POINT BEMUS — Students enrolled in a local practical nursing program undergo training to prepare for a variety of health-related situations.
For a student heading to class last week at BOCES in Erie 2-Chautauqua-Cattaraugus, a car accident taught her first lesson in how to assess a situation and stay calm.
Adrianna Heary from Fredonia was traveling on Ellery Centralia Road near Bemus Point on her way to her nursing assistant course at Hewes Educational Center. As she was driving, she saw an accident in her rear view mirror involving a car driving behind her and another she had just passed. One of the cars flipped over as a result, so she quickly pulled over and called 911.
Heary first approached the overturned vehicle and made contact with the driver who, miraculously, suffered no injuries. She then checked the other vehicle which suffered the most damage.
“I went to the other car, and there was only one passenger too,” Heary said. “I tried to open her door and it remained closed. I asked the girl how she was feeling and noticed a few things that were wrong. She said she was very hot and that she couldn’t feel her legs. She also said that she was very thirsty, kept repeating things and was very pale. She also had no idea what was going on. had just happened. … All of this is a sign of shock. I knew it was not a good idea to get her out of the vehicle because she could have suffered serious injuries. The girl held my hand while waiting for d other people show up, and I kept talking to her, asking her about herself.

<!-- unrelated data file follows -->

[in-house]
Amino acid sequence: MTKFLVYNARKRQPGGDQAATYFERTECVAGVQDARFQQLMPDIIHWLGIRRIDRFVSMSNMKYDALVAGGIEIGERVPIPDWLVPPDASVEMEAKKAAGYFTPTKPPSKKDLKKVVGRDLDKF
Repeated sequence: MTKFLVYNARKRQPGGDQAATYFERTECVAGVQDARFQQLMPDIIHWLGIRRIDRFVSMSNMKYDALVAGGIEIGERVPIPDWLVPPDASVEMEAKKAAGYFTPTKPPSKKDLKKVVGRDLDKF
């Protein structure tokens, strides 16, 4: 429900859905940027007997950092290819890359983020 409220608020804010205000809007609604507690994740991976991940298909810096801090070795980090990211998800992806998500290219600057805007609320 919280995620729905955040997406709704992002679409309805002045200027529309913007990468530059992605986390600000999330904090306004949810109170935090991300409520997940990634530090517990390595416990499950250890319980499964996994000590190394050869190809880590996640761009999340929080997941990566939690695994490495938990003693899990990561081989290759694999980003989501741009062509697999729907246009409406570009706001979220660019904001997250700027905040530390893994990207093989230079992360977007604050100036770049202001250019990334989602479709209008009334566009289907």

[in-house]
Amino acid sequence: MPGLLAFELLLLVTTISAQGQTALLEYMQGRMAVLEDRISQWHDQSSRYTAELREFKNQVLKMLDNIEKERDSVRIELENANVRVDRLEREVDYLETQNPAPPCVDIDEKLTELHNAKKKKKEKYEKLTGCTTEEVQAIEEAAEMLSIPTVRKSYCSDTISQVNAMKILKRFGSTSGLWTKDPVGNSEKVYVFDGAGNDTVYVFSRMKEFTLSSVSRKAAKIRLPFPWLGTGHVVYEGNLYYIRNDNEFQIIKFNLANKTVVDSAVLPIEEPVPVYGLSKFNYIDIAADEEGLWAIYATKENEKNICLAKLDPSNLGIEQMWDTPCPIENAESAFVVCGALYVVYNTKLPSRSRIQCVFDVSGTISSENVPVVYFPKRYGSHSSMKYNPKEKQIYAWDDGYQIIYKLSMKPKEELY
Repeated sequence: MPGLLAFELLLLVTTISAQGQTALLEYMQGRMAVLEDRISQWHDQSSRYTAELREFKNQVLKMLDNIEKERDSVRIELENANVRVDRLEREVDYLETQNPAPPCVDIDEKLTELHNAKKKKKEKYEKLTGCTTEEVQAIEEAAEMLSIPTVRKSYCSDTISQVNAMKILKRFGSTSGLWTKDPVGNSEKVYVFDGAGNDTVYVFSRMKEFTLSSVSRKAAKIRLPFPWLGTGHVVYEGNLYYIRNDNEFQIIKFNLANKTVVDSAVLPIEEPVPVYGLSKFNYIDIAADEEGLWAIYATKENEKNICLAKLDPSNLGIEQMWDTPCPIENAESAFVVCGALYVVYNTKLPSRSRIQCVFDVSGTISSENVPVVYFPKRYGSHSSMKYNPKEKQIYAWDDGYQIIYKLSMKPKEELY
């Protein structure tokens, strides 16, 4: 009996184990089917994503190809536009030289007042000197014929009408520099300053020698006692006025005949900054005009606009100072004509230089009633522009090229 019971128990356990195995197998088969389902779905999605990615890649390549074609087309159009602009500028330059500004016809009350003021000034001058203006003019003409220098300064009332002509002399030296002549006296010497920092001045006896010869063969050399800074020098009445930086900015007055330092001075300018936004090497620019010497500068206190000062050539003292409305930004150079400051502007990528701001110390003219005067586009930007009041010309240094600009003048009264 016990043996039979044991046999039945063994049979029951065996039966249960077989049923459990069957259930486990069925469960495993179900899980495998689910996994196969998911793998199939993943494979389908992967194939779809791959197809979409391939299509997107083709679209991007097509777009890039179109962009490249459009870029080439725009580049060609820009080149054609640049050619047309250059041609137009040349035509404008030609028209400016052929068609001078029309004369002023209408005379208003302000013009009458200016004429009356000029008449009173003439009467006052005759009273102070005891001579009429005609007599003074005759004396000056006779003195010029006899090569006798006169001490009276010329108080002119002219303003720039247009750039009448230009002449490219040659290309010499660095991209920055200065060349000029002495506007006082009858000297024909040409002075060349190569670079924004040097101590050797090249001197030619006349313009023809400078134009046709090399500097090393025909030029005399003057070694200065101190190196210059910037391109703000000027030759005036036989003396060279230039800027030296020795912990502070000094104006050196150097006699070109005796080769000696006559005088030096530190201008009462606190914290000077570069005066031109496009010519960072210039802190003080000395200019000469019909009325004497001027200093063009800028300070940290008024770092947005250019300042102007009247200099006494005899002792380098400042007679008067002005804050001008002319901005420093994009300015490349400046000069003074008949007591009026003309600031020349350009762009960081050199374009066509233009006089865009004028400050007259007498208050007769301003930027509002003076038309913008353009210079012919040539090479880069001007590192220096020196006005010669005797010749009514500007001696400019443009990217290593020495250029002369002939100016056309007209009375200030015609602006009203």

As fate would have it, the next vehicle to arrive at the scene was also filled with people heading to the practical nursing program: health care services specialist Susan Sosinski and administrative assistant Karen Gollnitz, a Certified First Responder and Director of Ski Patrol for Cockaigne Resort.
“The driver had blood pressure below 100 because she had no radial pulse, and Adrianna’s assessment that the driver was in shock was correct,” said Gollnitz.
First responders arrived at the scene shortly thereafter and were able to extricate the driver from her vehicle; she transported her in an ambulance for treatment. The driver, a SUNY Fredonia student on her way to her student-teacher internship, is recovering from her injuries and doing much better. Not trying to extricate her from the vehicle turned out to be the right decision as she suffered from trauma to her abdomen and lungs and a concussion.
“I’m glad my nursing instinct kicked in and told me to stop and help,” Heary said. “I knew a lot more than I thought, and I’m so glad everyone is okay.”